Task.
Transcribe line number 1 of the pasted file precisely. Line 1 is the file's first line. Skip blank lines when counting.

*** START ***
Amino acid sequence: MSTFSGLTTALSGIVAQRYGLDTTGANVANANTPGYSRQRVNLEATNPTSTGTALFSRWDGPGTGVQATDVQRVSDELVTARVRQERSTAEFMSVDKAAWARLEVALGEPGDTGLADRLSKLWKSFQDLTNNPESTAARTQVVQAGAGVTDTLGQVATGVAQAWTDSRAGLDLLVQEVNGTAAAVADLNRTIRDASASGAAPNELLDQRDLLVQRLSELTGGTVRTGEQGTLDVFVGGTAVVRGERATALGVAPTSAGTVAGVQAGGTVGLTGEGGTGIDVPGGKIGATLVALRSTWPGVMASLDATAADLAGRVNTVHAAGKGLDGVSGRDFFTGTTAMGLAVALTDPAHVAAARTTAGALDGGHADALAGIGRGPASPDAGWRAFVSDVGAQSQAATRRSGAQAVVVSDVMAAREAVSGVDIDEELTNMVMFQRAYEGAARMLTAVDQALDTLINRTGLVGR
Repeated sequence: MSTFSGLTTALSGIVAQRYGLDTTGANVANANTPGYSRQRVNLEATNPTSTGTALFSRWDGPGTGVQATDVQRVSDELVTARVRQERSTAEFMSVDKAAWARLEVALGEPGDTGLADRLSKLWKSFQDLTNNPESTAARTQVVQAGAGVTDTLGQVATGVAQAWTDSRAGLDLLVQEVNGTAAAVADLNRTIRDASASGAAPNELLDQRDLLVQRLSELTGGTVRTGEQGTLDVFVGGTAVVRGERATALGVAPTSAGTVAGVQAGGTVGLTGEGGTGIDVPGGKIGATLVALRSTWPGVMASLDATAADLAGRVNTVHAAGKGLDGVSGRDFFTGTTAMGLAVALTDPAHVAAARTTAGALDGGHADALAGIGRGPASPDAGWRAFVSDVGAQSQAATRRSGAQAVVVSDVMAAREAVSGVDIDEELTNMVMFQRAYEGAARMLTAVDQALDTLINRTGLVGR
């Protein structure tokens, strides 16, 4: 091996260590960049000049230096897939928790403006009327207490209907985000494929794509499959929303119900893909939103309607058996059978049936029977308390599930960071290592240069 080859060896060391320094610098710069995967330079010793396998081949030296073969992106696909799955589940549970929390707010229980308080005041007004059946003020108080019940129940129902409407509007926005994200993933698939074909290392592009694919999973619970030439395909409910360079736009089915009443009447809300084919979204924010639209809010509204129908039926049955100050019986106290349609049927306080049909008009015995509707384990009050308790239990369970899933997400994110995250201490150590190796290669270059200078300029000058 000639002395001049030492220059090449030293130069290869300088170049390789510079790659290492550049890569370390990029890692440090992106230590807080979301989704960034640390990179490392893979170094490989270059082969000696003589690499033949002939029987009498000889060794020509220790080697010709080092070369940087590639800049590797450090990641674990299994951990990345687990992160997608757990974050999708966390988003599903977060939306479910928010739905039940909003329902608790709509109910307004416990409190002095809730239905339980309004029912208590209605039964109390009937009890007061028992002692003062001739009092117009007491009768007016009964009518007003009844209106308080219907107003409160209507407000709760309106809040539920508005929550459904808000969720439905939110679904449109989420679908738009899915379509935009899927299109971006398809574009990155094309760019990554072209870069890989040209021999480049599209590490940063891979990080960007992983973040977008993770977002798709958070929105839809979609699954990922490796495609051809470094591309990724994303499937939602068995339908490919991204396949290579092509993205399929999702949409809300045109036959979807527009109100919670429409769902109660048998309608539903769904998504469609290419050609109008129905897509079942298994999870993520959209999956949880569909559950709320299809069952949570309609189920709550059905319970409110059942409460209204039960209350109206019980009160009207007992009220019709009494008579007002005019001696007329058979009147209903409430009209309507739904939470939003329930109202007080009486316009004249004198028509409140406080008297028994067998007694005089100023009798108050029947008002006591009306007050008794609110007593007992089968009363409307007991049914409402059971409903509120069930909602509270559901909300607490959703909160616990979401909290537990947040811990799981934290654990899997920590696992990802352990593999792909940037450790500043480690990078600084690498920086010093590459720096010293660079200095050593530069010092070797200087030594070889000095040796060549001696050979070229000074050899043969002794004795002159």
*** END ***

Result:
Amino acid sequence: MSTFSGLTTALSGIVAQRYGLDTTGANVANANTPGYSRQRVNLEATNPTSTGTALFSRWDGPGTGVQATDVQRVSDELVTARVRQERSTAEFMSVDKAAWARLEVALGEPGDTGLADRLSKLWKSFQDLTNNPESTAARTQVVQAGAGVTDTLGQVATGVAQAWTDSRAGLDLLVQEVNGTAAAVADLNRTIRDASASGAAPNELLDQRDLLVQRLSELTGGTVRTGEQGTLDVFVGGTAVVRGERATALGVAPTSAGTVAGVQAGGTVGLTGEGGTGIDVPGGKIGATLVALRSTWPGVMASLDATAADLAGRVNTVHAAGKGLDGVSGRDFFTGTTAMGLAVALTDPAHVAAARTTAGALDGGHADALAGIGRGPASPDAGWRAFVSDVGAQSQAATRRSGAQAVVVSDVMAAREAVSGVDIDEELTNMVMFQRAYEGAARMLTAVDQALDTLINRTGLVGR